What Will isn't expecting, however, is to witness Lillian Pentecost in action. Middle-aged, wielding an elegant cane for her multiple sclerosis (M.S.), and dressed in an impeccable tailored suit, Ms. Pentecost is here to catch a killer and completely unbothered by Will's presence.
Will ends up killing said murderer—with a throwing knife to the back—for Ms. Pentecost's sake.
The dynamic duo is born.
Months later, Will and Ms. Pentecost are the best private detectives in the game, with cases spanning from the mundane to the spectacular. And this time, it's a classic locked-room mystery that's piqued their interest. A rich man dies, supposedly by suicide. A year later, his widow dies in a locked room after a disturbing séance.
Are the two deaths connected, and if so, are they murders?
This was so. much. fun. I can't state that enough. For one thing, it's rare to find a cozy mystery series that packs a punch at every single level. Engaging characters? Check. Engaging plot beyond the basics? Check. Authentic bisexual representation? Check. Intricate world-building beyond the murder? Check. Humor for days? Check.
Fortune Favors the Dead had it ALL, folks. I am in love with these characters and their adventures. I hope the author writes many, many more to come. Do yourself a solid and pick this up, I promise you won't regret it.
DARK CURRENTS - Doug Burgess
A near-perfect blend of atmospheric fiction mixed with a mystery. Not a standard mystery/thriller by any means...but a spectacular main character voice. I've added this author to my immediate "to watch" list and can see myself rereading this novel many times to come.
Main character/Narrative Voice: ★★★★★
Actual Mystery(s): ★★
Pure Enjoyment: ★★★★★
So first off, I think that this novel is weirdly placed in the mystery/thriller category on the shelves when really, it's an atmospheric literary fiction with some dead bodies in it.
It's like alternative take on a Jennifer McMahon, if you gutted all of her unnecessary meanderings and subplots (some people like them, I do not) and left us with just the vibes and atmosphere—and added a main character that pops right off the page and into your living room. Don't come for the devious and hard-to-grasp mystery—this is not a Christie whodunit. This is an atmospheric stay.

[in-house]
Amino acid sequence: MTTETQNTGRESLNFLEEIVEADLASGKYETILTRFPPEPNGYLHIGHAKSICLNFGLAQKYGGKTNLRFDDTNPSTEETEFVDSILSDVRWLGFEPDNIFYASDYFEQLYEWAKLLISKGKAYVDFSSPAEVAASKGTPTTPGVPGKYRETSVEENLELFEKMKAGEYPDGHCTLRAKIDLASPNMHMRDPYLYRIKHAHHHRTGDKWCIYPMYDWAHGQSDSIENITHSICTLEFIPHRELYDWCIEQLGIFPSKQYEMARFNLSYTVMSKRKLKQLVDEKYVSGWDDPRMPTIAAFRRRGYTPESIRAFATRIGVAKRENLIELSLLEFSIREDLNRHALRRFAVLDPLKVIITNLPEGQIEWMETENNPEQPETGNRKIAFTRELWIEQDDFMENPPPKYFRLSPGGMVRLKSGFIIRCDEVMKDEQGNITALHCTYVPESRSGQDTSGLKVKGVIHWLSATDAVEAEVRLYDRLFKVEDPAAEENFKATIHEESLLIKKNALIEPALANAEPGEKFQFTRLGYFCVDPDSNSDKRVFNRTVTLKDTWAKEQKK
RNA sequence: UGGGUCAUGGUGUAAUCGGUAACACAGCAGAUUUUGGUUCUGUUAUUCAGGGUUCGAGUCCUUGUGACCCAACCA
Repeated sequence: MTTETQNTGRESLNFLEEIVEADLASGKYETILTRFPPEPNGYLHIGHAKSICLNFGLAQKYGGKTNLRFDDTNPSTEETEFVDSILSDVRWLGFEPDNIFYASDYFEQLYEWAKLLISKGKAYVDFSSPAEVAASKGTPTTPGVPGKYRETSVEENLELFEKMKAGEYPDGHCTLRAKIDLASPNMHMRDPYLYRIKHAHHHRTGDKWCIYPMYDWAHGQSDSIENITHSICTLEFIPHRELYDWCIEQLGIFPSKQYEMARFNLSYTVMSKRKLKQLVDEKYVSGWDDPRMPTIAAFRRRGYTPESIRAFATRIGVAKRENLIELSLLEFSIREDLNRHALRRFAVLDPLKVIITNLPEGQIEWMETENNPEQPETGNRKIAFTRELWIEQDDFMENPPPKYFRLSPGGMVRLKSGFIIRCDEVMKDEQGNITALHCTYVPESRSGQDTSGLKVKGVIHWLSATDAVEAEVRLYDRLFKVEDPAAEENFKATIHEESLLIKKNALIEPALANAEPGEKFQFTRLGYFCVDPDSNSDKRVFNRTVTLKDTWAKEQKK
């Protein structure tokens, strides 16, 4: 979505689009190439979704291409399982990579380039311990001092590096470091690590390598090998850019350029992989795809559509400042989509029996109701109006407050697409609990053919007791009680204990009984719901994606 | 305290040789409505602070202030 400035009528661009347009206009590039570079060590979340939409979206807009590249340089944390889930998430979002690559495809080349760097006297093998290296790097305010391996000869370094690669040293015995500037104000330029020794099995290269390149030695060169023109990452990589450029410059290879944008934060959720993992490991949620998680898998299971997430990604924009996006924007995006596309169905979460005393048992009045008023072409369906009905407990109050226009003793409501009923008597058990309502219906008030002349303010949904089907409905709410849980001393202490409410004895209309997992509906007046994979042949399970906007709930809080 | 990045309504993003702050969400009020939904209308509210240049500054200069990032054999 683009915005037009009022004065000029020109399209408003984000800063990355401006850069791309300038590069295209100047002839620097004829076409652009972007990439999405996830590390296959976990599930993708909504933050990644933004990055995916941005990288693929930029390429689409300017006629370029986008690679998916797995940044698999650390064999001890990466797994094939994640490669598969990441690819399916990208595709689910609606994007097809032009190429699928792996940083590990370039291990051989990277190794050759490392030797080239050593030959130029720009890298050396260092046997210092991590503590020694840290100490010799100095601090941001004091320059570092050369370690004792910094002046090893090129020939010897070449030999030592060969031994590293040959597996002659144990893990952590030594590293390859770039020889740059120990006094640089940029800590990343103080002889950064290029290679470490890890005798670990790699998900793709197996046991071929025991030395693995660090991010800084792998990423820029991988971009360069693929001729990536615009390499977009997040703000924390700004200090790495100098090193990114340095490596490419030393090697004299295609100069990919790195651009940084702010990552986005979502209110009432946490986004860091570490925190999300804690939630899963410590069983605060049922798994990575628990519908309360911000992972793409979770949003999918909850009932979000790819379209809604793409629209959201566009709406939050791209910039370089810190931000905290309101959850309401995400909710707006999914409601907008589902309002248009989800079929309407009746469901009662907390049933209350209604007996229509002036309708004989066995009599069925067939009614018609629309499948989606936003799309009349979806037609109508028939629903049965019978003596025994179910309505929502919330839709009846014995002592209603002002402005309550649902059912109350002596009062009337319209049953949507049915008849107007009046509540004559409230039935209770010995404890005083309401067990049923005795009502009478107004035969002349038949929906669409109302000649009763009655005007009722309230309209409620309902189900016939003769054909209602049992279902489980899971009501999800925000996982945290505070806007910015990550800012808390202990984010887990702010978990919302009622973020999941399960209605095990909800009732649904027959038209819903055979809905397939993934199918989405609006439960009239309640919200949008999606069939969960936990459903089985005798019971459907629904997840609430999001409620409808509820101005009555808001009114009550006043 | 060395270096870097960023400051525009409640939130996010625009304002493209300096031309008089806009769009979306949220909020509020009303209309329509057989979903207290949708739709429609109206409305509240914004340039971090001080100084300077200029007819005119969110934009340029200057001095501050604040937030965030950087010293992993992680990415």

Dark Currents follows the story of David, a transgender man who is returning to his childhood small town of New Compton, Rhode Island, a few years after his transition and right on the heels of his recent firing from a university.
Why is David returning to his hometown, you might ask?
Because his grandma, who lives there alone, is in the downward swing of degenerative memory loss and he received a disturbing voicemail from her one night. There's a body, there's a lot of blood, there's a lobster, and there's a man in the dark. Can David come now!?
David rushes to the scene, but by the time he arrives his grandma's forgotten the whole thing and is surprised to see him there. But the dead body is real, and its grandma's neighbor and life-long old friend. It looks like an accident, but David can't be sure and neither can the town—their witness isn't exactly reliable, after all.
With small town secrets, histories, family, and more colliding into one tangle, it's up to David and his ex-boyfriend, town cop Billy Dyer, to solve the mystery and untangle the threads of the past before it's too late.
WOW. This writing voice. Every once in a while, you come across writing that just leaps off the page and into your room with you—the voice of the narrator is so strong and so vivid without being a distraction in its own right. Dark Currents is one of those books. I could practically hear David's voice in my head as I read these pages. I loved this book for that vividness alone as hardly any fiction does that for me these days.
Another thing I loved about this novel was that the story wasn't really about the mystery. It was about the people and their histories and how they converged in this particular point in time. Dark Currents has a bit of an oral history vibe to it, with vignettes of stories interspersed as David's grandma's friends tell him about the past while he tries to untangle the present. It also has a strong small town and maritime vibe, which also appealed to me. The sea and its secrets, and those who keep them.
Also, last but NOT least--this novel was hilarious too. Amid the extremely dark topics of murder, transphobia/PTSD, and degenerative memory loss and its affects on family, the dry one liners and situational humor that the author managed to organically fit into this story was just *chef's kiss*.
I loved it.
Amy Imogene Reads
Just someone looking for her own door into Wonderland.